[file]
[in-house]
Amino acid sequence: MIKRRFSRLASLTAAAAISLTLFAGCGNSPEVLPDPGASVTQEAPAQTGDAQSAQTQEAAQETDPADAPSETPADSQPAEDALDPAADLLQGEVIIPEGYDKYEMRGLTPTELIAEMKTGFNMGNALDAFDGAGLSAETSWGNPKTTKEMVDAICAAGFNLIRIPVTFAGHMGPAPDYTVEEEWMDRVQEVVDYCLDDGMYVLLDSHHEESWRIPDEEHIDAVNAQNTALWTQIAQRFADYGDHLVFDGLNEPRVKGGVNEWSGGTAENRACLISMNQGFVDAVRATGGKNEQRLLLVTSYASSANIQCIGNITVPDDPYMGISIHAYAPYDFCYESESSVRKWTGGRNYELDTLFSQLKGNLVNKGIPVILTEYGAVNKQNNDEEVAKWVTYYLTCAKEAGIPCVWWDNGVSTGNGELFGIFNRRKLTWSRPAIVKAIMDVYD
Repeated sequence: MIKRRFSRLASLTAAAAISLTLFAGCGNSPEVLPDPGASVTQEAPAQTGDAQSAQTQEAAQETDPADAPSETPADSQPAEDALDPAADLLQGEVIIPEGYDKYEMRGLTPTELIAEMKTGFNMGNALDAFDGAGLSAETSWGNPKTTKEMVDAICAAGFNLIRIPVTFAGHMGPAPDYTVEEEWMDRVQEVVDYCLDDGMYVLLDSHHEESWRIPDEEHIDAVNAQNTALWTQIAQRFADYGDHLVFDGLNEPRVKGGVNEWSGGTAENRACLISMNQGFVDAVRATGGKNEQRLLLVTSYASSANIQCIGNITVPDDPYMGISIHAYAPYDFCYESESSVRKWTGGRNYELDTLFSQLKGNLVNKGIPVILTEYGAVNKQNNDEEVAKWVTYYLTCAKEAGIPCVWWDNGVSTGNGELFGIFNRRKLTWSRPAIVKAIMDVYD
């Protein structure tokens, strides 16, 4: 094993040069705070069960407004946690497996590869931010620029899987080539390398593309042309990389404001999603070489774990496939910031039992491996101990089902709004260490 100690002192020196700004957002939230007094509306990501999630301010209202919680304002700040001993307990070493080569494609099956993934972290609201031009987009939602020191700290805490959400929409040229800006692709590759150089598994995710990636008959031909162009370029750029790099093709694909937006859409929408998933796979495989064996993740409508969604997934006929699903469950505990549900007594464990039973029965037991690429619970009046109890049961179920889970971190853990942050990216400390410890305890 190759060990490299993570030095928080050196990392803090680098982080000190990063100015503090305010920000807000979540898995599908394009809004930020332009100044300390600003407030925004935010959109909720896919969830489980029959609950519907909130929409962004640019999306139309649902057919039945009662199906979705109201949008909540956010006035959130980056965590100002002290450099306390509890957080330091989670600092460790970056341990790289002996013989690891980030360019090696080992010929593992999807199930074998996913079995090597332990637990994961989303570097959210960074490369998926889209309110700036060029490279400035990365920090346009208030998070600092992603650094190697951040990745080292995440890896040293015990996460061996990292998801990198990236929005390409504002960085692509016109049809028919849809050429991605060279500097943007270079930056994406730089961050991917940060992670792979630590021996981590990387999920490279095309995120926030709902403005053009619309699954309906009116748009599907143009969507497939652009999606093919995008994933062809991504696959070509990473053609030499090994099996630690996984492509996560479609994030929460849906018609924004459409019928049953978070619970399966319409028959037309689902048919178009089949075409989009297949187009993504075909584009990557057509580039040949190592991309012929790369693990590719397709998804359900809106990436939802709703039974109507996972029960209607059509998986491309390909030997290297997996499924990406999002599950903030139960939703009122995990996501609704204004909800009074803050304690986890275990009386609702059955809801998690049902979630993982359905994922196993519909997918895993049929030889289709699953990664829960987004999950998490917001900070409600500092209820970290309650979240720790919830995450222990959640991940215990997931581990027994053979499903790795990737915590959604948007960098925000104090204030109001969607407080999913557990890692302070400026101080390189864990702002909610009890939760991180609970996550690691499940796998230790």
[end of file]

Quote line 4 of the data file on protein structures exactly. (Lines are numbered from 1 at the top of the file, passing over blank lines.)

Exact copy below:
């Protein structure tokens, strides 16, 4: 094993040069705070069960407004946690497996590869931010620029899987080539390398593309042309990389404001999603070489774990496939910031039992491996101990089902709004260490 100690002192020196700004957002939230007094509306990501999630301010209202919680304002700040001993307990070493080569494609099956993934972290609201031009987009939602020191700290805490959400929409040229800006692709590759150089598994995710990636008959031909162009370029750029790099093709694909937006859409929408998933796979495989064996993740409508969604997934006929699903469950505990549900007594464990039973029965037991690429619970009046109890049961179920889970971190853990942050990216400390410890305890 190759060990490299993570030095928080050196990392803090680098982080000190990063100015503090305010920000807000979540898995599908394009809004930020332009100044300390600003407030925004935010959109909720896919969830489980029959609950519907909130929409962004640019999306139309649902057919039945009662199906979705109201949008909540956010006035959130980056965590100002002290450099306390509890957080330091989670600092460790970056341990790289002996013989690891980030360019090696080992010929593992999807199930074998996913079995090597332990637990994961989303570097959210960074490369998926889209309110700036060029490279400035990365920090346009208030998070600092992603650094190697951040990745080292995440890896040293015990996460061996990292998801990198990236929005390409504002960085692509016109049809028919849809050429991605060279500097943007270079930056994406730089961050991917940060992670792979630590021996981590990387999920490279095309995120926030709902403005053009619309699954309906009116748009599907143009969507497939652009999606093919995008994933062809991504696959070509990473053609030499090994099996630690996984492509996560479609994030929460849906018609924004459409019928049953978070619970399966319409028959037309689902048919178009089949075409989009297949187009993504075909584009990557057509580039040949190592991309012929790369693990590719397709998804359900809106990436939802709703039974109507996972029960209607059509998986491309390909030997290297997996499924990406999002599950903030139960939703009122995990996501609704204004909800009074803050304690986890275990009386609702059955809801998690049902979630993982359905994922196993519909997918895993049929030889289709699953990664829960987004999950998490917001900070409600500092209820970290309650979240720790919830995450222990959640991940215990997931581990027994053979499903790795990737915590959604948007960098925000104090204030109001969607407080999913557990890692302070400026101080390189864990702002909610009890939760991180609970996550690691499940796998230790």